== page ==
So a couple of things that always come to mind. I know earlier actually also talked about scheduling meetings. And so there’s actually a tool called Let us meet. And it’s spelled lettuce as in the vegetable. And I’ll put a link to this in the show notes. But it allows you to schedule a group meeting, I think the most popular one I know of is called doodle. And so doodle or lettuce meet allows you to create a group scheduling portal. And it’s a link that you share with the other attendees, they’re capable of doing this, obviously, if you’re in an enterprise environment, using Outlook, you can use the outlook scheduling functions there to see you know, your colleagues calendars and invite external guests and so forth to the calendar. But I think that some of these efficiencies that we really need in the process of having successful meetings is is necessary. And not everybody knows that they are available to them, for example, the ability to use this group scheduling tool, I recently had a snow event that cancelled a bunch of meetings. And so we had to use a group scheduling tool, well, I decided to use a group scheduling tool to invite all of those people to a rescheduled meeting or set of meetings. And you i was i was remarkably shocked at the number of people who one hadn’t used one of these tools before. And two were technologically and capable of using the tool until educated about it. And so I spent the time to educate them, because I think that now that they’ve used it once, they are now aware that it even exists. And that will make somebody else’s life easier, when they’re when they’re charged with scheduling a meeting with those professionals in the future. So know that sometimes you’re gonna have to put in a little bit more effort. Because if you’re listening to this podcast, you are probably the most effective person in most rooms, right. So you need to remember that you’re going to do a little bit more work than the average person. But ultimately, that will pay dividends to you in the long run. And, you know, a couple of other items that just come to mind as we as we make our way through the discussion. And as we’ve been making our way through the discussion is about timing, both scheduling the meeting at a time when you believe that most people are going to be most open to the decision making process. So there’s actually good a good bit of research. In the book when by Dan pink, which we talked about in the past episode, we discussed the fact that judges have a tendency to be more lenient, on, on on, you know, defendants in a case when they are not hungry. So in essence, right before lunch, more people get convicted or their appeals get denied and all kinds of things. Because the judges blood sugar level was low. And so for you set meetings when people aren’t going to be hungry, or provide food or caffeine during meetings so that people have effective blood sugar levels of glucose in their system, basically available to them, so that they’re in decision making mode. So that’s one, two is set time limits for meetings, you might decide that meetings should only be 25 minutes long, or meetings should only be 55 minutes long, or whatever the length of time it is that you think a meeting needs, you have 10 agenda items, well, you know, look at each agenda item and estimate how much time that will take calculate it up. And that’s the length of the meeting. Plus administrative parts of the meeting introductions, you know, closing up and and all that stuff. So set the appropriate time for the meeting, it’s usually helpful to have someone who is keeping track of time. So for one particular meetup that I run the the GTD meetups in DC in New York, I actually keep a timer for part of the meeting. So when we are doing the parts of the meeting, and audible alert goes off for each person’s turn. And it is remarkably helpful for me as both facilitator but also as timekeeper because the audible alarm is a third party objective system. And so people don’t need to feel like oh raise being unfair to me, it’s that the clock is the clock, the time is time, I didn’t decide that four minutes is four minutes. That’s the time that’s on the clock. And so when the alarm goes off, people have an audible objective, you know, device telling them that their time is up. And so using that as a as an effective measure, using time limits during the meeting is also really, really helpful. So I hope that’s, that’s helpful in terms of Oh, also arrive on time, start on time and end on time. So if you say that we’re going to meet for 55 minutes, and we’re going to meet at 1pm, eastern time, then start on time and late comers be damned. And I don’t I don’t mean this viciously. But what happens is, is that the culture of an organization once you start starting five minutes late, and then 10 minutes late, oh, let’s just wait for a few more people to arrive, then the culture gets developed that okay, well, it’s all right for us to all show up whenever we feel like it. And the meeting will just wait for me before I arrive. And that especially happens with regard to people who will might be higher up on the chain, they The meeting will defer to the time in which they show up. And I say no to that, you need to mix that in, you know, nip that in the bud, and start meetings when they’re supposed to start. And then everyone gets the idea that Oh, right. If the meeting supposed to start at 1pm, then I show up at 1pm. And if I don’t, then I’m going to miss something, and I don’t want to miss something. So I will show up on time, and the people who are going to be late are always going to be late and that’s fine. They’ll they’ll get caught up. And when they disturb everybody as they make their way in, they should feel the social pressure to not do that in the future. And then if they continue to do that, then that’s an issue for management to deal with them. Right, you need to you need to work with that person to understand the disrespect and the overall productivity impact that it makes when someone is consistently late. And that can be dealt with in another way. But starting meetings late is really a slippery slope, two unsuccessful meetings, because then time gets distorted. everybody loses. You know, the momentum assumes countdown clock, kind of what you’re talking about ocean of the time, they’re making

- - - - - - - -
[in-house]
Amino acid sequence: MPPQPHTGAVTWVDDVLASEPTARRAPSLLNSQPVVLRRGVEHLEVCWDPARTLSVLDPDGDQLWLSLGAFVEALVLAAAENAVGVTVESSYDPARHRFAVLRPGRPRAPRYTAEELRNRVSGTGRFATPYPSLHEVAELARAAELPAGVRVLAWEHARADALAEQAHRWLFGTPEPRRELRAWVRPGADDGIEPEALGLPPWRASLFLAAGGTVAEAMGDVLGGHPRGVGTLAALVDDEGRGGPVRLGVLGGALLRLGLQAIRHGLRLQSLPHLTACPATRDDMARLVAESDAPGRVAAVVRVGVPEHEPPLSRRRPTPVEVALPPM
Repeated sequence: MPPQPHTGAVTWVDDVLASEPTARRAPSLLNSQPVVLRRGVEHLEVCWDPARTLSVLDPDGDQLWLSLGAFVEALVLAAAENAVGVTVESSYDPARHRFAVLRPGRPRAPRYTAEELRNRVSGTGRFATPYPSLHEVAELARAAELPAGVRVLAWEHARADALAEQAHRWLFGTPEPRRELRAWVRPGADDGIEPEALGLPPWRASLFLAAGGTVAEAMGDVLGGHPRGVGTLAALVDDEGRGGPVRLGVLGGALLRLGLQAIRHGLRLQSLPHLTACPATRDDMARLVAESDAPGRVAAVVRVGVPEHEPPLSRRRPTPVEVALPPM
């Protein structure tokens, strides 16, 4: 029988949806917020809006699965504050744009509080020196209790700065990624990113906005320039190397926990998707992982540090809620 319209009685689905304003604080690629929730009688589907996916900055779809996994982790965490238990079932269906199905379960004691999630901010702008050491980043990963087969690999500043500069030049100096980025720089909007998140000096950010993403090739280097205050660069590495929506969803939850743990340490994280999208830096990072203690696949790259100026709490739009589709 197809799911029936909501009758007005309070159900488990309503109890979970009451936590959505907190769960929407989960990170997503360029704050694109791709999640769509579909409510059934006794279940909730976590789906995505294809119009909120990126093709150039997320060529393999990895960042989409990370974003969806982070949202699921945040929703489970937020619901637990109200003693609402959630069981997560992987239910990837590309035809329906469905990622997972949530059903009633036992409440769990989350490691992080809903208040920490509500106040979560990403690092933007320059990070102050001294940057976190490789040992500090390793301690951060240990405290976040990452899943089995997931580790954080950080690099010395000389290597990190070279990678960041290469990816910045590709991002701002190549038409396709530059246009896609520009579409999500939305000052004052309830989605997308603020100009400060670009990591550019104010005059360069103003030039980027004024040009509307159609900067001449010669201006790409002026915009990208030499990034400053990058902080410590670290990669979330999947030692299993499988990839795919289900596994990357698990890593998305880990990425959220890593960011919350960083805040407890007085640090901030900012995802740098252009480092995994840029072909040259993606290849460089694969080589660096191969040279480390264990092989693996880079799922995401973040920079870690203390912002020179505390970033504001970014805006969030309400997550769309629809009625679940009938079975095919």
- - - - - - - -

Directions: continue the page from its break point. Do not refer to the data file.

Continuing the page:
Francis Wade 40:13